I think Twitter was chosen as the medium for web developers because everything happens in public, and our industry is really good at sharing in general (code, learnings, thoughts, skills). As a Twitter user, I mainly use it to get up to date on what’s going on in the industry, and what I really liked about Twitter when I started using it is how easy it is to start following people and get your timeline full of interesting information based on what you like. It’s a never-ending stream of unrelated but related pieces of information, collection of blog posts, thoughts shared, conversations, about the particular things that interest you. It is also a way to broaden your perspective on some other things, that may not be exactly your interests, but are important and related, mainly as a person working with other people. In my experience, it helped me get better at what I really like doing, but also be aware and get better at things I didn’t know I should get better at.

What’s your favorite technology stack? Why do you prefer React to Angular or Vue?

I really like working with React and GraphQL, with a client such as Relay or Apollo, as I think it removes a lot of problems from product developers so they can focus on the creative part of building a product, and less on repetitive (but important) tasks such as data fetching, while doing the right thing in those cases.

I like React because it has the right tradeoff (for me) between flexibility and performance. It allows me to develop user interfaces really fast, and in a way that allows me to mix and match as much custom logic as I need in-between without resorting to advanced features or workarounds from a framework. The API surface is small compared to others.

Also, I really like how the React core team and community is thinking of the next problems to solve and pushing the boundaries of the web in order to make the experience feel more native-like.

What’s the most controversial thing in React, in your opinion? Do you think React as a technology is deemed to supersede Vue and Angular?

There have been some discussions recently about how React prefers an immutable type of architecture, where you don’t modify things directly, but create copies with the modifications and pass those new values around. This doesn’t sound controversial on its own, but because of this decision and what it enables for UIs, some solutions to problems may have been a bit controversial to people, like hooks being inside the function body and being called all the time, making side effects seemingly conflated with the purity of rendering.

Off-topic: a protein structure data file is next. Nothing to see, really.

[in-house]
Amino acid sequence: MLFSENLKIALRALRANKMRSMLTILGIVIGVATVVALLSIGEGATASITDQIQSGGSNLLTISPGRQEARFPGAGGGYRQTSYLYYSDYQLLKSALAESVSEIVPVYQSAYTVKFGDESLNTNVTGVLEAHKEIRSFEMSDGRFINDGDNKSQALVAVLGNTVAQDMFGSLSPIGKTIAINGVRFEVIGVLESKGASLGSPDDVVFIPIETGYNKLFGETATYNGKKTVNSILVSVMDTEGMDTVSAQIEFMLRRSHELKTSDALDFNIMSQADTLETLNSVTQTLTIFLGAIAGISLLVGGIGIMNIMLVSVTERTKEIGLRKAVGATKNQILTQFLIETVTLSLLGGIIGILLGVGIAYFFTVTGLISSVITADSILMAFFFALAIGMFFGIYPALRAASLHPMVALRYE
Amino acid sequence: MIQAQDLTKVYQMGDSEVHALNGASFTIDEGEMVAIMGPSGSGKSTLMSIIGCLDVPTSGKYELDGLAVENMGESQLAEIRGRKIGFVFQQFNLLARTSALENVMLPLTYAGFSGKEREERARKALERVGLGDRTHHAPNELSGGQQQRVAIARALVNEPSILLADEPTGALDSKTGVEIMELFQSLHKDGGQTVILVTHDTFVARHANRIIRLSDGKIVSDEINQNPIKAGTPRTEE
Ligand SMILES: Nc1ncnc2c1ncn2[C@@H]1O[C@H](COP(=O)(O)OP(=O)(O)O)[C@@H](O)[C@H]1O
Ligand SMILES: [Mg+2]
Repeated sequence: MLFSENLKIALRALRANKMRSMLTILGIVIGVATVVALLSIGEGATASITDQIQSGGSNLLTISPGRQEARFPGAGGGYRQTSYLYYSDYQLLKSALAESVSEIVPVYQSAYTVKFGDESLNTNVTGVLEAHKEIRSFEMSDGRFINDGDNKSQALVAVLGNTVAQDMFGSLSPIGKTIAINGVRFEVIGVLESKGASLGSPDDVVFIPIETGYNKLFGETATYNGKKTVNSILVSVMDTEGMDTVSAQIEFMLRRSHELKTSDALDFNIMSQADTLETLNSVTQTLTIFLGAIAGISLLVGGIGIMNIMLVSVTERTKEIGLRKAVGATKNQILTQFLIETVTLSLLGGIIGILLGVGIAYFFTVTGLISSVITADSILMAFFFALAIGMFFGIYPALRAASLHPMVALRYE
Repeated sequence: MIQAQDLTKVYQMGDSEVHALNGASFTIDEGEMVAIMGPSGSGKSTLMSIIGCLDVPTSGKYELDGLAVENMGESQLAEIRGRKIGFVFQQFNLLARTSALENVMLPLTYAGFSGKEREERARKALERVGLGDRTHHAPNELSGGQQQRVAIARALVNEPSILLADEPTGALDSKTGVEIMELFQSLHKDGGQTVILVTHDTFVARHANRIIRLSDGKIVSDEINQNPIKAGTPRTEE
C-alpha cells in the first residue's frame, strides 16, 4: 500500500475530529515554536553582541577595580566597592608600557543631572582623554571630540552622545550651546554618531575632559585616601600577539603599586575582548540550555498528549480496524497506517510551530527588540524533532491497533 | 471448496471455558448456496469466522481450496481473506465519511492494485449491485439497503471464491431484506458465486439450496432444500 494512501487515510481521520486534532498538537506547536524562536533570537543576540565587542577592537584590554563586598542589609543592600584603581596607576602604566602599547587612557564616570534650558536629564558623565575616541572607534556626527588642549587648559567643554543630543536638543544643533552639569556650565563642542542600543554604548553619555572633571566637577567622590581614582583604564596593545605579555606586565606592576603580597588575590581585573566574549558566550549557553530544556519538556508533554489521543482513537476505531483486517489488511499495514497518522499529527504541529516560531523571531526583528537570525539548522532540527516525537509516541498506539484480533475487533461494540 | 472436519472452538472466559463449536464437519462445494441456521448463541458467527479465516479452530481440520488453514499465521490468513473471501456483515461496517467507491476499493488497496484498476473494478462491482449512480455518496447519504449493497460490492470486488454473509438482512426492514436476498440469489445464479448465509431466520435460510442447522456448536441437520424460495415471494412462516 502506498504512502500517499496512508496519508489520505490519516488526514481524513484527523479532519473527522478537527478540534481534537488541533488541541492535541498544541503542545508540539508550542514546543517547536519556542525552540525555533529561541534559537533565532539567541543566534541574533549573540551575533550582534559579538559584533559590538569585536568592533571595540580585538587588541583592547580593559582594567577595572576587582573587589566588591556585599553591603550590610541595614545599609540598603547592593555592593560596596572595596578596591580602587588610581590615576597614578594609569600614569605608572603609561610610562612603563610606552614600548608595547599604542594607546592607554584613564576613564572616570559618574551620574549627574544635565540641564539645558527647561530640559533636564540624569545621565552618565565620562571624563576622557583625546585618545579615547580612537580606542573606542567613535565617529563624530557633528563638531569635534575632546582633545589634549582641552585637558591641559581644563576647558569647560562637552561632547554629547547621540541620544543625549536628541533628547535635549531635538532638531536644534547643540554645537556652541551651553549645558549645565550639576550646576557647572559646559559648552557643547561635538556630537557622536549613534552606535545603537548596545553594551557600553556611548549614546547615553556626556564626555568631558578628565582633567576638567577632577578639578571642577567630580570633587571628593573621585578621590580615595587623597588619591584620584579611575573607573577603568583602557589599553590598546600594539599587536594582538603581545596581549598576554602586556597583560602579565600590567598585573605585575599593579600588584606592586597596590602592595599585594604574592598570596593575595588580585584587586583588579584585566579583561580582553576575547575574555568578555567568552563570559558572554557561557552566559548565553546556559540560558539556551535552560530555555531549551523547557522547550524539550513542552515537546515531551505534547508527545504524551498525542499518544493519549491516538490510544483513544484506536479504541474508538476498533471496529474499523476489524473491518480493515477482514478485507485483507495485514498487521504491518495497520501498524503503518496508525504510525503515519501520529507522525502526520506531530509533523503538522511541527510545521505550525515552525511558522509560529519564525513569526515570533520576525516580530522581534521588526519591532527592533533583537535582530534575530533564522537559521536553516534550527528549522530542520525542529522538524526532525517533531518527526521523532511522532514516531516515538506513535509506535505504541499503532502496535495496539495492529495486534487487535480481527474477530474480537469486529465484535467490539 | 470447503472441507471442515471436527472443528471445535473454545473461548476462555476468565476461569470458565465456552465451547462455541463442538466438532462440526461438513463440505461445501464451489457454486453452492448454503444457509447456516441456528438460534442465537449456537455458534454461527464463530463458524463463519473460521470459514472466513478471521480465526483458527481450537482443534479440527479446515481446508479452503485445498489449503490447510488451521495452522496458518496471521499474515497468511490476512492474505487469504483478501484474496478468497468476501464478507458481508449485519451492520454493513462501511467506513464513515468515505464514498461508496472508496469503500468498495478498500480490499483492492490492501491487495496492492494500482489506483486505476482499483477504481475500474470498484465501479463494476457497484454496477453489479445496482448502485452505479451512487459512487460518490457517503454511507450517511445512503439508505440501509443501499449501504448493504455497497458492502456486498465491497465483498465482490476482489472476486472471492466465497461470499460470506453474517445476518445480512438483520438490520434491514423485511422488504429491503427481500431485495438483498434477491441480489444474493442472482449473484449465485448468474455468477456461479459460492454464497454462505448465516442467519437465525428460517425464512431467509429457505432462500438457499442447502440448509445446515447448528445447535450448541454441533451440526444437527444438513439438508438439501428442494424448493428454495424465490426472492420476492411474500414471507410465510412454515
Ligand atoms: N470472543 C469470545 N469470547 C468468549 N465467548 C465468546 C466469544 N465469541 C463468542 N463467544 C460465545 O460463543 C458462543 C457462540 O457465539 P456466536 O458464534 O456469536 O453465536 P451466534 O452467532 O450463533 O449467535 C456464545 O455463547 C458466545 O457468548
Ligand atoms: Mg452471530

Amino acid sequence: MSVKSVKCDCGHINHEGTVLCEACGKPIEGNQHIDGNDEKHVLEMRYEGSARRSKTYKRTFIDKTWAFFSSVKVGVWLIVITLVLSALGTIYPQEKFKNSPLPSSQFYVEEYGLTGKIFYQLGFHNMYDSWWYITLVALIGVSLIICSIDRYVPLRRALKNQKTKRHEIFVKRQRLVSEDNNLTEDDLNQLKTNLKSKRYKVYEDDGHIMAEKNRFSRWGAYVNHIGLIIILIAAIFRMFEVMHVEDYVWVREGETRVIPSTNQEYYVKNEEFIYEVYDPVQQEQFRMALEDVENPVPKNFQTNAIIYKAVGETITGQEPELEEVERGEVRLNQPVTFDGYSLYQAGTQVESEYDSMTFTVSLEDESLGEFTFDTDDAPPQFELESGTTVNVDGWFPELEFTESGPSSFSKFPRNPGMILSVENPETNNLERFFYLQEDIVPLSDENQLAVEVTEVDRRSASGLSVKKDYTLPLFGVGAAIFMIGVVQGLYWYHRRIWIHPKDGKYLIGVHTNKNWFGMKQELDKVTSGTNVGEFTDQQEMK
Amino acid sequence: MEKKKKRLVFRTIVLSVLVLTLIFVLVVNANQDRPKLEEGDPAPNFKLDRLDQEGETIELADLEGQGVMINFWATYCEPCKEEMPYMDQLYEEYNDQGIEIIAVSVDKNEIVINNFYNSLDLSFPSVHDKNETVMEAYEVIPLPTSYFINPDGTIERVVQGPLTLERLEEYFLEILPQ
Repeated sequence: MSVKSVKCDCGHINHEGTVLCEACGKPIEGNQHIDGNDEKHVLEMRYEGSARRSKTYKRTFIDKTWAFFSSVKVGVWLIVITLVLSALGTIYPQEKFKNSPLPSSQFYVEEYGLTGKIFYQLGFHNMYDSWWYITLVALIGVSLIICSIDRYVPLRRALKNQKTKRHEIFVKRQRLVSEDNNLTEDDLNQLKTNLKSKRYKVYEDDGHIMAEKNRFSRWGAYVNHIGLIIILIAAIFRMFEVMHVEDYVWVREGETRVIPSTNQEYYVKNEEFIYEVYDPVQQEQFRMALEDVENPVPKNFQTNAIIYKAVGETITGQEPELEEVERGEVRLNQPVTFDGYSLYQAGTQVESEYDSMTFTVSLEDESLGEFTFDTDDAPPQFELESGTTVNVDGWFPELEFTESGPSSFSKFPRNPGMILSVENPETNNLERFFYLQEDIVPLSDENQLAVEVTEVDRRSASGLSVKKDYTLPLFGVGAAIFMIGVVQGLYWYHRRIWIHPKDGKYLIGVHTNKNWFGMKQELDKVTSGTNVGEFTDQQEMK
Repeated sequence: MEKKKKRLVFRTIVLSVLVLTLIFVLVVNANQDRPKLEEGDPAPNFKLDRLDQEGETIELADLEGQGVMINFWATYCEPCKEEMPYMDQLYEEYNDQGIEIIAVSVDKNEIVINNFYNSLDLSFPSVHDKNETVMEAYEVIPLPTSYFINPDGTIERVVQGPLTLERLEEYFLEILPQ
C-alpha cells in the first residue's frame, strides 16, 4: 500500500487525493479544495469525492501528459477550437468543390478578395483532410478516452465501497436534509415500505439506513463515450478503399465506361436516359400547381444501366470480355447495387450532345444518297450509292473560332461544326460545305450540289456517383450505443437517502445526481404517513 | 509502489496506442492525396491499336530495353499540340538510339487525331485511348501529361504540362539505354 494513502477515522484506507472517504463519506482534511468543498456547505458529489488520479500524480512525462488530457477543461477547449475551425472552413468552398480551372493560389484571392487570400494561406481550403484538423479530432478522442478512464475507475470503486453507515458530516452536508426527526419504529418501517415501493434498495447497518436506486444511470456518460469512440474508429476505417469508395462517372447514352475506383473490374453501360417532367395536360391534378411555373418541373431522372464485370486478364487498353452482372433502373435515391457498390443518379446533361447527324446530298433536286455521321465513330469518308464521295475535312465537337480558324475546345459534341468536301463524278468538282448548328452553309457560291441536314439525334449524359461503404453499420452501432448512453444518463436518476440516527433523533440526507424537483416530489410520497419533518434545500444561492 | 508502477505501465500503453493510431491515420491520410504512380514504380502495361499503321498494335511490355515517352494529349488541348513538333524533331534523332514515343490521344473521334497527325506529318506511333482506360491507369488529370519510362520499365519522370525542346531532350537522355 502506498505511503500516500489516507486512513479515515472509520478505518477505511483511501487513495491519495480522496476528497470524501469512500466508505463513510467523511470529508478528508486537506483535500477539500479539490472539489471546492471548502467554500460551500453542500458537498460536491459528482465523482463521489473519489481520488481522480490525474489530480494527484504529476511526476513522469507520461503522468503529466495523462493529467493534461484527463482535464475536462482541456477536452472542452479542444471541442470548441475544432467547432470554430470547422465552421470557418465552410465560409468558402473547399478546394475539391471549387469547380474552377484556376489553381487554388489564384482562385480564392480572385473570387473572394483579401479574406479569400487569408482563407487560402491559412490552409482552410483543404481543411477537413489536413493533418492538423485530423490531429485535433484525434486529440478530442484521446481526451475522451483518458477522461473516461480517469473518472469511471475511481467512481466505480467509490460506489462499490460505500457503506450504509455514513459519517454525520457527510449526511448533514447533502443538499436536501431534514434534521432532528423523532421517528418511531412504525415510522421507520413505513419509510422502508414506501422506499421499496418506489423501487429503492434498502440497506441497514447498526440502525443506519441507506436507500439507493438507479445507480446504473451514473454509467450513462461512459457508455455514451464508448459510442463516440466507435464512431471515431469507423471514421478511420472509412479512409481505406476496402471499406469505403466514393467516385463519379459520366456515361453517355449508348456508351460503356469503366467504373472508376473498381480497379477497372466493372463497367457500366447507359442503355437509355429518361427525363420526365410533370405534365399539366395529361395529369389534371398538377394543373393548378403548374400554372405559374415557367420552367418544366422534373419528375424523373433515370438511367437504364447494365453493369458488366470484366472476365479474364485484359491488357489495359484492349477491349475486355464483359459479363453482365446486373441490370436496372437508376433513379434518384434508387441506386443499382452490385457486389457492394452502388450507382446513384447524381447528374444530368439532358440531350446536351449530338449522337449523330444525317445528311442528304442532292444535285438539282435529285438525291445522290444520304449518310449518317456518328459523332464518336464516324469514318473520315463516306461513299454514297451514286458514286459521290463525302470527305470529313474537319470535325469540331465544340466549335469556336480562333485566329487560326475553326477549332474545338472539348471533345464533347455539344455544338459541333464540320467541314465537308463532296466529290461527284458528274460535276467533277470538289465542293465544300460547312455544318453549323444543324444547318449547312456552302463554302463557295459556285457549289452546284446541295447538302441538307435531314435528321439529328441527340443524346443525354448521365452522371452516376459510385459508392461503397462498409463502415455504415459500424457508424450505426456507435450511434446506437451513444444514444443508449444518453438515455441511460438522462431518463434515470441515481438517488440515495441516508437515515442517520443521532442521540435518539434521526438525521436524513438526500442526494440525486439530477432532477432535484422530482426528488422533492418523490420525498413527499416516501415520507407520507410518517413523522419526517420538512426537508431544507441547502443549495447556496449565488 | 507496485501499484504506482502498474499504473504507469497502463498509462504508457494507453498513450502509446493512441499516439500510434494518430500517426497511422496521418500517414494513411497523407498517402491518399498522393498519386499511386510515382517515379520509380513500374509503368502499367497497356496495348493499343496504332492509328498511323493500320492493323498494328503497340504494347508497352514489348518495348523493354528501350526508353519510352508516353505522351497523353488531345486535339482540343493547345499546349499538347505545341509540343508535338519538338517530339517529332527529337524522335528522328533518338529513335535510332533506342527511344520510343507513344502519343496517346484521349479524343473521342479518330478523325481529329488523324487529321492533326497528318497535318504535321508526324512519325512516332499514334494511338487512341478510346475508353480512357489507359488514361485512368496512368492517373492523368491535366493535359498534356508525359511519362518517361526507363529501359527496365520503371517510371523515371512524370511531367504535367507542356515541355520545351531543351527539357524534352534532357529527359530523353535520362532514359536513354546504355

Actually, I think maybe the syntax is something that is always controversial in React. JSX was controversial in the beginning (maybe still is?), and hooks now (this is the conceptual syntax).

I think in some way React is already part of Vue, Angular, and others, so even if it doesn’t supersede them, in some way it will, as the ideas from React are alive in all other libraries.

Having said that, because of how the core team and community are thinking into the future, beyond what the web can currently do, I think React is here to stay for at least a long-long time.

What’s your involvement in open source? Which projects have you contributed to? Which projects are your favorite? Which of them are you most proud of?

I do some open-source sporadically, haven’t done much recently. I have some small projects like React Sound, and a loader for graphql persisted documents. I’ve contributed to Apollo by improving the Typescript support and participated when introducing the Query, Subscription, and Mutation components (now hooks exist for those). I really like poking at what’s happening in React, Relay, and Apollo, and I closely look at the newsletters such as This Week in React, by Philipp Spiess.

How would you finish the sentence: Successful developers should… ?

Be curious, willing to make things better, be team players, and nice to others.

Do you have any hobbies? You mentioned on Twitter that you loved making bad jokes, can you tell us one?

I have a daughter so I really like playing with her when I’m home. I love playing and listening to music, I play the bass guitar (and guitar, kinda), and I love dad jokes and puns, like this one: “Where does a component order pizza from? DOM node’s”

Are you excited about the upcoming conference in London? What are you going to talk about and what are your expectations from the event?

I am very excited! Looking forward to meeting people, talking about tech and non-tech things, and learning from people doing really advanced and maybe even crazy things with React.

In my talk, I am going to talk about some of the techniques we used for effectively migrating parts of the TweetDeck codebase to React, so that people in the same situation can learn from this and maybe even apply them to modernize their stack and get the benefits of using React.

Reserve a spot at React Advanced Conference


The interview was prepared with the assistance of Marina Vorontsova, a copywriter from Soshace.com. Soshace is a hiring platform for web developers: hire a developer or apply for a remote job.